It is hard to believe we are entering the third year of the COVID19 pandemic. When I first took the position of Editor of The Observer, there were mere whispers of a strange virus overseas and the hint that it may eventually make its way to our shores. No one could predict the havoc it would wreak, the deaths it would cause, and the irrevocable changes that would occur in our world. A mask was a costume element, or a beauty treatment. Social distancing was how I set boundaries with certain friends. Six feet was my son’s height. Lining up for vaccines was a distant memory from my childhood. And testing positive, well that meant something else entirely. In short, we not only have a new language, but we also have new behaviors to help us navigate an uncertain world. There has been much to grieve these last few years, and still, much to celebrate. In the pages of this newspaper, we have reported on marriages, births, job promotions, kids doing amazing things, diverse communities supporting each other. In short, the life of our local Jewish community, though changed, has marched on. I reached out to ask folks to share some reflections on how their lives have changed. I received several submissions, and here, I share a few.
Carrie Mills: I started writing a column for the Observer, Kvetch in the City, during the pandemic.
It's been a great help in finding humor in a trying and stressful time. While it's been a great outlet for introspection, connection, and laughter, it's yet to yield Mr Right!
Richard Barnett: The Covid 19 pandemic has transformed my life in a positive way that I could not have imagined. Having retired in 2010 at the young age of 54, my days and years leading up to the pandemic were largely spent trading stocks, watching sports, and exercising. My observance of Shabbat, studying Torah and continuing my Jewish education were almost non-existent.
As the pandemic raged on, causing me to spend weeks in virtual isolation and to consider pulling out the few remaining hairs on my head, one Friday evening I decided to tune into a Shabbat service on YouTube. Within minutes I came to understand the adage, “You don’t know what you don’t know.” I didn’t know how soothing Shabbat music could be, how comforting prayer is and how the sense of community could pervade through the television screen and into my living room.
Ever since that Friday evening more than a year ago, I have not missed a weekly virtual Shabbat service. At the conclusion of each service, announcements are made about upcoming events including Torah study. Having not studied Torah since Hebrew school decades ago, I decided to give it a try. Once again, I quickly realized that you don’t know what you don’t know.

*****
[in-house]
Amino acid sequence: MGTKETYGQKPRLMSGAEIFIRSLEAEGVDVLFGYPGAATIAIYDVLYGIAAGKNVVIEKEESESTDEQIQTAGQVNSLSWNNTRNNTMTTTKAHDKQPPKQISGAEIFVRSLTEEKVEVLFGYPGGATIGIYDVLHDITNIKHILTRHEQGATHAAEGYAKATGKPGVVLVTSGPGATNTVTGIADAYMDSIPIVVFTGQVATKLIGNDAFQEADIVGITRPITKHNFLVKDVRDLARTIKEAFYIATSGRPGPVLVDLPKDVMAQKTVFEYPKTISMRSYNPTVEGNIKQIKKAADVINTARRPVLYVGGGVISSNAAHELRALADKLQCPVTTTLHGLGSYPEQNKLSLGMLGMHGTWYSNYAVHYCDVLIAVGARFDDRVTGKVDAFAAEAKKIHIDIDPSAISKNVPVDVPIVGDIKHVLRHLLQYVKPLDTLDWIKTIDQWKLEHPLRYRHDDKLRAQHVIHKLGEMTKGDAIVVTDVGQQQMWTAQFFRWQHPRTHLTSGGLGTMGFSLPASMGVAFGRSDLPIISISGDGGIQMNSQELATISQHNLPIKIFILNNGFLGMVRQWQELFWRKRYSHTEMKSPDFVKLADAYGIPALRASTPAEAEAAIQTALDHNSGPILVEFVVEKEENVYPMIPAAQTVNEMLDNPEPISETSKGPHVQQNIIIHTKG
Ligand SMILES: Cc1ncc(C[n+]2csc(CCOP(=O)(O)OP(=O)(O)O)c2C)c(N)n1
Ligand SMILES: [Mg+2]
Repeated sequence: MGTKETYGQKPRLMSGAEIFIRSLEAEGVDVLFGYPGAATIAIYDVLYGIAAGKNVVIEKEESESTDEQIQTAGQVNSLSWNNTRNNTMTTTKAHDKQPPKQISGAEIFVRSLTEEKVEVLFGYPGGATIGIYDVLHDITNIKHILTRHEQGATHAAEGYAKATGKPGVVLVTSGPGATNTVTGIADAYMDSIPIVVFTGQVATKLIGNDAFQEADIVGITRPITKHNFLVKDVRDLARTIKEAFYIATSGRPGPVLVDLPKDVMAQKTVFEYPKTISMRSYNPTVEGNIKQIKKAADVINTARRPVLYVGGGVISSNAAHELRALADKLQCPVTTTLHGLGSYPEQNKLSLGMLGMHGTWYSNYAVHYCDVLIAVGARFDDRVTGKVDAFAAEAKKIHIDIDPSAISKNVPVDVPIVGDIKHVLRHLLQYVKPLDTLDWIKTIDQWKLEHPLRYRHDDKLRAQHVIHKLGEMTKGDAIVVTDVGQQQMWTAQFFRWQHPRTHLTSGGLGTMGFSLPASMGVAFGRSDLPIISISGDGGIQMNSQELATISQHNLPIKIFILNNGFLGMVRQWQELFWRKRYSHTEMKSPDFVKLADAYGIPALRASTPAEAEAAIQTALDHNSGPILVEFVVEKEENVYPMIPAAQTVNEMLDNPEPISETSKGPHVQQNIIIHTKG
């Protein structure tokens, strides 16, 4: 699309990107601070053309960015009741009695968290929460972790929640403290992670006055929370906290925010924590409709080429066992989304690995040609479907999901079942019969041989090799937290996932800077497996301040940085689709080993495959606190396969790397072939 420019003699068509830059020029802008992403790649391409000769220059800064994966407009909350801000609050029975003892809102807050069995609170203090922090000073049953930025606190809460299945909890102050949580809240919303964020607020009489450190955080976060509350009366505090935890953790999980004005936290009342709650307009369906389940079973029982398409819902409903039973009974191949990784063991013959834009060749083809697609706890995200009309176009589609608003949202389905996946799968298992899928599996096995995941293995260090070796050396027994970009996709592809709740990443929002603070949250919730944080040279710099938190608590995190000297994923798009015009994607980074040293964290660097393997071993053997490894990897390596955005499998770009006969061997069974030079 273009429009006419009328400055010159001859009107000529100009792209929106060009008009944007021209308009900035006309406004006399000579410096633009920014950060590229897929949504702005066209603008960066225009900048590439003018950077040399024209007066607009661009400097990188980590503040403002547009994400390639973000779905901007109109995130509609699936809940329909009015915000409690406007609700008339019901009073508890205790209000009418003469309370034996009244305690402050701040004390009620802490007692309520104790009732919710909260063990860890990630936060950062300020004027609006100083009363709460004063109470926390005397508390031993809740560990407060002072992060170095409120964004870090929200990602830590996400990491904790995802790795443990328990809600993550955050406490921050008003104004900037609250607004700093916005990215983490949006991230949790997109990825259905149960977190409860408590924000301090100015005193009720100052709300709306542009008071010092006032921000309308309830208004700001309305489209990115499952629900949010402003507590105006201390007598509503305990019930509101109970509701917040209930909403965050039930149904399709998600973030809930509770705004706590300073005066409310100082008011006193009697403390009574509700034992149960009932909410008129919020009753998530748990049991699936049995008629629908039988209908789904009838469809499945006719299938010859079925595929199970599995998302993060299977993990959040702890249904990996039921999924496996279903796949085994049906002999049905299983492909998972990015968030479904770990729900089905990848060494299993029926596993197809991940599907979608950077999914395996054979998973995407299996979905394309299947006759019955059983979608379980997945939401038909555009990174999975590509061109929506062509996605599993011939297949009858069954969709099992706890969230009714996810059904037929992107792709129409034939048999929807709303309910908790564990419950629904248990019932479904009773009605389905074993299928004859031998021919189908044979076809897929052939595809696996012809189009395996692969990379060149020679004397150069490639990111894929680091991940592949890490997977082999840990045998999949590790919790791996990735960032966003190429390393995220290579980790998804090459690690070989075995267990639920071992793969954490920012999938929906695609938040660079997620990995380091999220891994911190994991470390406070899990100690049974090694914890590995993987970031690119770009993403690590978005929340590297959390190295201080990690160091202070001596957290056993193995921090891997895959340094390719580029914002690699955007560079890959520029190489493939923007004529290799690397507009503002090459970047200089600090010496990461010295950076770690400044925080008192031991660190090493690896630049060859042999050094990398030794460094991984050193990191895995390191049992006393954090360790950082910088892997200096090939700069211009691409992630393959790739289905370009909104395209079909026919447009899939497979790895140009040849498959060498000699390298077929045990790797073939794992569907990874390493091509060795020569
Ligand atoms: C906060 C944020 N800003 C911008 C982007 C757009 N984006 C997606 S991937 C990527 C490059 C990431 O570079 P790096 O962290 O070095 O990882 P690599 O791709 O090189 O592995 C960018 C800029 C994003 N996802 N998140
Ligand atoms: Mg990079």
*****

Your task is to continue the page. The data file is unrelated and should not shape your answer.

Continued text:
I was fascinated with the wisdom I was learning in Torah study and took it upon myself to read the Torah from beginning to end. Upon completion, I next read Songs Ascending, The Book of Psalms by Rabbi Richard Levy and followed that with Proverbs, Pathways to Wisdom. I am currently reading The Bedside Torah and The Social Justice Torah Commentary.
We are blessed to live in a community that offers many on-line adult education opportunities, most at no cost. There is something for everyone with a wide range of topics and time slots. There are other on-line Jewish classes available, including those sponsored by Hadar, the Haberman Institute and My Jewish Learning.
No longer are my days consumed with trading stocks and watching sports. Rarely does a day go by when I am not participating in a class to further my Jewish education nor does a Friday evening go by when I am not observing Shabbat.
There are times when I wonder if I should take a day or two off from my Jewish studies. This mostly occurs when someone on zoom asks if the pajamas I’m wearing are new or if I am wearing the same shirt as the previous day. I try to be cognizant of my on-line appearance in case a woman on the other end is checking me out.
The Covid 19 pandemic has wreaked havoc on the world, our country, families, and friends. I am grateful for my health and the friends and acquaintances that I have met over the past two years. I am especially grateful for how the pandemic has renewed my love for Judaism, my desire to study Torah and to understand the importance of observing Shabbat.
Rabbi Saul Strosberg: First and foremost, our job is to continue to be attentive to community members who are suffering from Covid, from isolation, or from any of the challenges of our time. Number two is for each of us to pursue our individual and organizational missions in the given situation - and to keep up with the times. I do believe that in many instances, the case needs to be stated or restated for in-person gatherings - what compels a person to show up to their community?
Every synagogue and organization has to figure out the answer to that. Another question involves redundancy. Why should I attend my Nashville synagogue, if I can zoom into NY or Jerusalem? In many of these cases, it boils down to personnel connection - but it should be much more than that.
Finally, a time will come when it will be safe to gather as a community, without the health concerns that we have today. How quickly will we be able to embrace one another? Will we be willing to forgo differences we had in how we approached Covid? Will we remember what it is like to be close to and care for people who are not in our immediate virtual orbit? And how good will we be at reaching out to newcomers, who continue to land in Nashville, even throughout the pandemic.
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